News from the Department

  • Bacteria contradict Darwin: Survival of the friendliest

    2019.10.10

    New microbial research at the University of Copenhagen suggests that 'survival of the friendliest' outweighs 'survival of the fittest’ for groups of bacteria. Bacteria make space for one another and sacrifice properties if it benefits the bacterial community as a whole. The discovery is a major step towards understanding complex bacteria interactions and the development of new treatment models for a wide range of human diseases and new green technologies. »

  • Viruses win the virus-host conflicts

    2019.09.27

    Prokaryotes and their viruses constitute a vastly diverse and highly abundant group of biological entities on earth. During the course of evolution, prokaryotes have developed numerous defensive strategies against invading genetic elements. Viruses, in turn, have evolved counteracting mechanisms. CRISPR-Cas constitutes the only known prokaryotic adaptive immune system against invading viruses and plasmids. Researchers from the University of Copenhagen have characterised an archaeal virus-encoded anti-CRISPR protein and their results are now being published in Cell. »

  • Seven innovative Villum Experiment grants to the Department of Biology!

    2019.09.10

    The Department of Biology (BIO) has been incredibly successful obtaining grants from the Villum Experiment programme. Seven researchers have received a grant, corresponding to 13% of all granted Villum Experiment projects. »

  • Ida Moltke is a co-editor on Handbook of Statistical Genomics

    2019.09.06

    A timely update of a highly popular handbook on statistical genomics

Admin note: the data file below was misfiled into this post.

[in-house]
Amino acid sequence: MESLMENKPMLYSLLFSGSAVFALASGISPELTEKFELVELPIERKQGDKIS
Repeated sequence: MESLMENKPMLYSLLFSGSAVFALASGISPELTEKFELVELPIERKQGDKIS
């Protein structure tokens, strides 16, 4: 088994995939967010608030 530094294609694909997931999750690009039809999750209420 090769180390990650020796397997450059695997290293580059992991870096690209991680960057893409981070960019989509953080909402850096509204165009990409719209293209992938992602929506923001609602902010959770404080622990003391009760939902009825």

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  • ERC Starting Grant to Rasmus Heller

    2019.09.02

    Rasmus Heller, a tenure track Assistant Professor at the Section for Computational and RNA Biology, Department of Biology, has been awarded a Starting Grant worth €1.5 million from the European Research Council (ERC). »

  • Ruminants’ Genes are a Treasure Trove

    2019.06.21

    A new large-scaled research project has mapped the genome of 44 ruminant species - a group of animals that have intrigued researchers for years because of their biological diversity and their huge importance as domestic animals. The project gives valuable new insights on how genetic adjustments through evolution have rendered the ruminants one of the most successful groups of animals on the planet. The results have recently been published in three articles in the acknowledged scientific journal Science. »

  • More fragrant Arctic with stressed plants

    2019.06.10

    Almost all plant species naturally produce a scent. This scent is typically a diverse blend of small molecules that evaporate easily. These plant scents (also called volatiles) perform a remarkable range of functions from repelling or attracting insects to being key constraints of the physical and chemical properties of the atmosphere and climate. Researchers from the University of Copenhagen have studied the effect of climate warming and increased insect activity on the release of plant volatiles to the atmosphere in the Arctic. The seminal results are now published in the prestigious scientific journal Nature Plants. »

  • Plant stem cells require low oxygen levels

    2019.05.23

    Joint Danish, Italian and German efforts reveal that low oxygen is required for proper development of plants. Their discovery is now published in the international scientific journal NATURE »

  • Novo Nordisk Foundation is focusing on biological research

    2019.05.10

    The Novo Nordisk Foundation has again invested several million in biological research at the Department of Biology. This time, five prominent research leaders each receives the attractive Investigator grant, allowing them to continue and deepen their research areas. It is research that covers a wide range of biology - from DNA and RNA to sustainable crops, diabetes and obesity research. »

  • Researchers develop effective method to diagnose pancreatic cancer

    2019.04.09

    Pancreatic cancer is one of the most lethal cancer types. Only eight percent of patients survive 5 years after diagnosis. This is partly due to a shortage of symptoms during the cancer’s earliest stages. Once identified, pancreatic cancer is often so advanced that it becomes incurable. »